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The Noteworthy: Orson Welles & "Othello", "Black Sabbeth", CRAVE

"Othello" restored and re-evaluated, Benning on Benning, another (!) Abel Ferrara project, the new issue of "Cléo", and more.

Edited by Adam Cook

  • Above: the new poster for Orson Welles' newly restored Othello, screening at the Film Forum.
  • Occasioned by the restoration, Richard Brody writes on the film for The Front Row:

"Welles’s fundamental and lifelong story is that of a big man who gets his comeuppance. He himself was a big man who, in repeatedly filming his own downfall, displayed a kind of emotional masochism, a delight in his own humiliation, that he veritably trumpets in Othello. He films the entire play as a flashback, starting the movie with his own face in closeup: Othello, dead and being borne off for burial. The shock of self-destruction is matched only by the howl of self-pity, albeit a well-earned one—for Welles himself, soon after the world-historical artistic eruption of Citizen Kane, found his own strong and stubborn temperament fiercely countered by the plotters and the potentates of his field."

  • More on Welles: Peter Bogdanovich has started a series on his blog, "The Orson Welles File", in which he shares "ratings and comments from the movie card-file " he kept over the years.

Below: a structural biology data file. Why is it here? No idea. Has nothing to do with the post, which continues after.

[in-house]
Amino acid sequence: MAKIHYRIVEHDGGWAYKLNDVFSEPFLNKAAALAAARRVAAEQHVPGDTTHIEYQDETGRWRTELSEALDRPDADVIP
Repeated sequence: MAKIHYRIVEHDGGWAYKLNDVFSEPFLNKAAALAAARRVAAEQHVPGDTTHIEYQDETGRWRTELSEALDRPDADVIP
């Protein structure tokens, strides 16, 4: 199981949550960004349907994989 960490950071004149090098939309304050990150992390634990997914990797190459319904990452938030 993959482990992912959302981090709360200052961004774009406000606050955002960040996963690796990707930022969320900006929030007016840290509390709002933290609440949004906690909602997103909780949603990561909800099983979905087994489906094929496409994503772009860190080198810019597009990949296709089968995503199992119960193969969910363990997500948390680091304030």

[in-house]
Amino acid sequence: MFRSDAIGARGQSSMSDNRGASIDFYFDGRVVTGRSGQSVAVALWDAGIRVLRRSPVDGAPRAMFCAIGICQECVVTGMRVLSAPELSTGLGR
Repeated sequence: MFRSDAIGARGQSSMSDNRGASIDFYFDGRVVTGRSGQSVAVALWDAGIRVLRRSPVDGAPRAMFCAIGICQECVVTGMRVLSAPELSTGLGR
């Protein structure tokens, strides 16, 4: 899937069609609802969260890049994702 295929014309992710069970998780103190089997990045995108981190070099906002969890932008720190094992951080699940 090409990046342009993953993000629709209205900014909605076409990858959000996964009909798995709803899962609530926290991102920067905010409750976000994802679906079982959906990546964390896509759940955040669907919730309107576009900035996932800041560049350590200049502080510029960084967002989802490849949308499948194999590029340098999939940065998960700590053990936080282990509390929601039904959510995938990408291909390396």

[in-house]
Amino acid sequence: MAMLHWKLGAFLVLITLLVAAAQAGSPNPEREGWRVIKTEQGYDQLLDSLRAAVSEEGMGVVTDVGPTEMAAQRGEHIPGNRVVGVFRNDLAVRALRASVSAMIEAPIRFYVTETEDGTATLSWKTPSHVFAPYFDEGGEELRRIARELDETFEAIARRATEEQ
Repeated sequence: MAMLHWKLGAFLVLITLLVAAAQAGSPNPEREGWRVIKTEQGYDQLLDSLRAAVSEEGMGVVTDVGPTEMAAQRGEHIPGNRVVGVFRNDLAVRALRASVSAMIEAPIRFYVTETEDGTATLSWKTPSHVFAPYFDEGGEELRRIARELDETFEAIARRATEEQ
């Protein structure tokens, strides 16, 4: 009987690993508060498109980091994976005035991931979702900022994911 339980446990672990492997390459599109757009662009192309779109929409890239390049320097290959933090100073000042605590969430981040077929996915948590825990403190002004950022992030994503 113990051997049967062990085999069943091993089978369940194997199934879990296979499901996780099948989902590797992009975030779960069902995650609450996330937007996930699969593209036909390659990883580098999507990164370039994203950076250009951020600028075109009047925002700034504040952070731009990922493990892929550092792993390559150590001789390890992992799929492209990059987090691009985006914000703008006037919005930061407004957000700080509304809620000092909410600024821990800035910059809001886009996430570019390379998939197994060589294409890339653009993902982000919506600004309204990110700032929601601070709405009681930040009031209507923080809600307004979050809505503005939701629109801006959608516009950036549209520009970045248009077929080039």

• Above: "Black Sabbeth", in which Beth Gibbons of Portishead covers "Black Sabbath", set to footage from Mario Bava's Black Sabbath.
  • We've been proud to host some of the visual essay work by Cristina Álvarez López and Adrian Martin recently. The Wayward Cloud has interviewed them about "the different critical potentials of text and moving images, about voice-over and slow-mo, about good and bad criticism – and Brian De Palma."
  •  For Film Comment, Grady Hendrix writes on Lau Kar-leung.

  • Above: via Kurt Walker's tumblr, a video uploaded by Antoine Thirion of James Benning discussing his work.
  • David Davidson has reproduced "Robin Wood's original CineAction! review of Steven Bach's book Final Cut (which has been re-published since then) on the making of Heaven's Gate".
  • One film finally set to premiere (Welcome to New York), one film in post-production (Pasolini), and now, it seems, a film on the horizon for the increasingly productive Abel Ferrara. According to a tweet by Capricci, the director will adapt Life Guard, a new book by Welcome to NY co-writer C.L. Zois.
  • Above: Vol. 2, Issue 1: CRAVE, the latest edition of the film journal Cléo, is now online.

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